By Stump Connolly

Tonight, you voted for action, not politics as usual.  You elected us to focus on your jobs, not ours. And in the coming weeks and months, I am looking forward to reaching out and working with leaders of both parties to meet the challenges we can only solve together.

–Barack Obama, Election Night 2012

President Obama’s election night speech Tuesday could have gone in many directions but, as it turned out, it was pitch perfect for the battle that was shaping up even as he spoke.

A Striking Victory

There was plenty for the President to gloat over in the returns. The coalition of women, young people, minorities and college-educated whites that put Obama into office four years ago –– all those unemployed college students with fading Obama posters on the wall, as Paul Ryan famously quipped– came back to the polls in even larger numbers this year to give him a second term.

His campaign cobbled old style precinct politics onto a high tech get-out-the-vote platform that proved so successful it will transform politics for years to come. And despite four years of unemployment near or over eight percent, an approval rating under 50 percent, and over a million television commercials questioning his competence, the President convinced 60 million voters that he was a more trustworthy steward of the nation’s economy than a businessman who saved the Salt Lake City Olympics (although he also drew 57 million votes).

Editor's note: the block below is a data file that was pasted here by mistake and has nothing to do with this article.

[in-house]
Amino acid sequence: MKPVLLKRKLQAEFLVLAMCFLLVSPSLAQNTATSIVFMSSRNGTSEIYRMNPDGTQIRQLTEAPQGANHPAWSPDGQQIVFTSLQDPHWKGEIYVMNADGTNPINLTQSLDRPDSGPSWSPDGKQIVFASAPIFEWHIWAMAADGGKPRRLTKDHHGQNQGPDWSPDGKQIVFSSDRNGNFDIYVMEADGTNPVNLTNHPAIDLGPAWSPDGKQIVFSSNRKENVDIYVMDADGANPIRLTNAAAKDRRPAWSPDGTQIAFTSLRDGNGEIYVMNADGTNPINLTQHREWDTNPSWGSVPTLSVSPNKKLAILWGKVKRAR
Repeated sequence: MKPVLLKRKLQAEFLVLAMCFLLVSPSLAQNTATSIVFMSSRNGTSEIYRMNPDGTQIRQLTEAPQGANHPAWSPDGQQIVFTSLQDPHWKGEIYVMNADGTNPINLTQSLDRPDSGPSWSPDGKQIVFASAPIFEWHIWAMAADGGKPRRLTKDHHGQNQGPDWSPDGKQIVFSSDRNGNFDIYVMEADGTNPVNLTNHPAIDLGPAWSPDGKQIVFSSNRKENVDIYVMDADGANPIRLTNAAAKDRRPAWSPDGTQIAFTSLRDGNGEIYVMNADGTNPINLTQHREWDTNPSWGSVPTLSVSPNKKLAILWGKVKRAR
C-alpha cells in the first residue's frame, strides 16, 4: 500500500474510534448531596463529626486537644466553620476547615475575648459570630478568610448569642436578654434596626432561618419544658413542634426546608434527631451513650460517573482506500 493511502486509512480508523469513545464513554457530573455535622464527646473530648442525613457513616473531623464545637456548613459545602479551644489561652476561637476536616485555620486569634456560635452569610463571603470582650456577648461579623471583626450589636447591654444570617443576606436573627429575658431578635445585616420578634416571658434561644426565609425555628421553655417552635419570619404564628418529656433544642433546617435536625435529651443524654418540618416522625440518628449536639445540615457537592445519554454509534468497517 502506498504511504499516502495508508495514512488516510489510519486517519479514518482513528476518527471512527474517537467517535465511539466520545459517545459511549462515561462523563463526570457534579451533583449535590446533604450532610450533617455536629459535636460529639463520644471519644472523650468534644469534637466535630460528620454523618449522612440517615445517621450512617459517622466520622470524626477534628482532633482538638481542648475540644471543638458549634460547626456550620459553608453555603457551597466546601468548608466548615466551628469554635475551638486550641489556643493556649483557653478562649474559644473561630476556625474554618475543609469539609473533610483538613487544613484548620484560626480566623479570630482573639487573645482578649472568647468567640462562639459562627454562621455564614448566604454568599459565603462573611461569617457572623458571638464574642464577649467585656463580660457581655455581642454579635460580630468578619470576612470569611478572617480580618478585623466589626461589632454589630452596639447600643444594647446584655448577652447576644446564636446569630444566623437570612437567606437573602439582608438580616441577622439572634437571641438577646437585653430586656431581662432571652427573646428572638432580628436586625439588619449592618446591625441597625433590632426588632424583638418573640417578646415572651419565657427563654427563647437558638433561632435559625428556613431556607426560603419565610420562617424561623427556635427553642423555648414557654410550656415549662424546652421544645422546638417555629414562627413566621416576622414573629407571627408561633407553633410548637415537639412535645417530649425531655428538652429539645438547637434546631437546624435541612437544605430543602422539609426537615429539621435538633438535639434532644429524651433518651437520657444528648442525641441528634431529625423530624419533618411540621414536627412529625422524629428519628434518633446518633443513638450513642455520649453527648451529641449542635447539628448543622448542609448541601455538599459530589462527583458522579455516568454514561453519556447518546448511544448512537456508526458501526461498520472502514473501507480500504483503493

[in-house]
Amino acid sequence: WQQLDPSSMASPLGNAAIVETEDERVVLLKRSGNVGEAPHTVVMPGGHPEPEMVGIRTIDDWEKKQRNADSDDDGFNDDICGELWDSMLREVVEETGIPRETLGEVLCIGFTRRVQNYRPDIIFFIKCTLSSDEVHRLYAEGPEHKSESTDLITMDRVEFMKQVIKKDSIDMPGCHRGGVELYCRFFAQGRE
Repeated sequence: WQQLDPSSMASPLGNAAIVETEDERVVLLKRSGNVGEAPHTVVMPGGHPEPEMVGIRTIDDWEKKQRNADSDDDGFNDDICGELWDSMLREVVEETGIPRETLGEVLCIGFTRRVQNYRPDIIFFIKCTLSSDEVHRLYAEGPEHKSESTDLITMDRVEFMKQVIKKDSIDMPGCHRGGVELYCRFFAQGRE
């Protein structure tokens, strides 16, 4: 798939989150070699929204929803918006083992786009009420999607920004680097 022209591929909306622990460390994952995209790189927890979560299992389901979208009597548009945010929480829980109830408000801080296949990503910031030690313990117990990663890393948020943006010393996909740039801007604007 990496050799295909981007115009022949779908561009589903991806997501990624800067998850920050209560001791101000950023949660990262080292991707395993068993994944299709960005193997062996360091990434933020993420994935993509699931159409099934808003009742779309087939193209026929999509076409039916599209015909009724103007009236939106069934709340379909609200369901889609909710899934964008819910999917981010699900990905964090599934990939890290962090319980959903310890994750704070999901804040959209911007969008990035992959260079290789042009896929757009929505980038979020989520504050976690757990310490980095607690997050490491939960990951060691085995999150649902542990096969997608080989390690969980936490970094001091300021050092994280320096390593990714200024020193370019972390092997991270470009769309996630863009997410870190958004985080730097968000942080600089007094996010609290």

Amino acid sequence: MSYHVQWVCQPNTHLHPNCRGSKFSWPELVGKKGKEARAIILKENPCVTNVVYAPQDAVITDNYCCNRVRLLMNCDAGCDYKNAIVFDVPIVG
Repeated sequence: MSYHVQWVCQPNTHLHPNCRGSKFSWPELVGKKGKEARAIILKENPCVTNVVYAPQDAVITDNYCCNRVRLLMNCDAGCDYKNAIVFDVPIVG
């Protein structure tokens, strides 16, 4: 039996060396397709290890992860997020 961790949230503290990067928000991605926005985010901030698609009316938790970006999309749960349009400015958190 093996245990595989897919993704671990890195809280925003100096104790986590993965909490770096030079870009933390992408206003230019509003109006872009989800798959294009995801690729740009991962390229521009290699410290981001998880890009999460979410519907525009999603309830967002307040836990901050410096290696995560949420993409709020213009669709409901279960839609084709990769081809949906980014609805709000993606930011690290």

A Disjointed Campaign

They were an odd pair of opponents, so different in background, temperament, upbringing, experience, even hobbies, there was no common ground for small talk when they met at the debates. They’d never met before in person and the campaign they waged, as a result, was a twitterish mix of snark and symbolism, mostly conducted by surrogates and characterized by dueling interpretations of fact swirling around in parallel universes, one dominated by a Tea Party version of an America that actually never was, the other living on the hope of what America could be if only it its politics weren’t so venal.

These parallel universes played out in political commercials splattered across TV in the swing states, in the campaign coverage of pundits on cable channels like Fox and MSNBC, and in Facebook likes from conservatives and liberals who, too often, only like people like themselves. Bridging that divide is essential to restoring some balance to government in Washington, and Obama took the first step in his Election Night speech.

No Drama Obama

He had plenty of time to prepare it. He’d known for weeks that if his staff could execute the plans they had put in place, the election was his. So while Mitt Romney jetted off for a last minute visit to Pittsburgh, Obama spent his Election Day playing basketball with old friends. He stopped briefly in Hyde Park to encourage volunteers making last minute calls. He did the requisite round of satellite interviews with local broadcast media in swing states. He enjoyed a quiet dinner at home with his family, then tucked his speech in his pocket and headed off to the Fairmont Hotel to await the returns.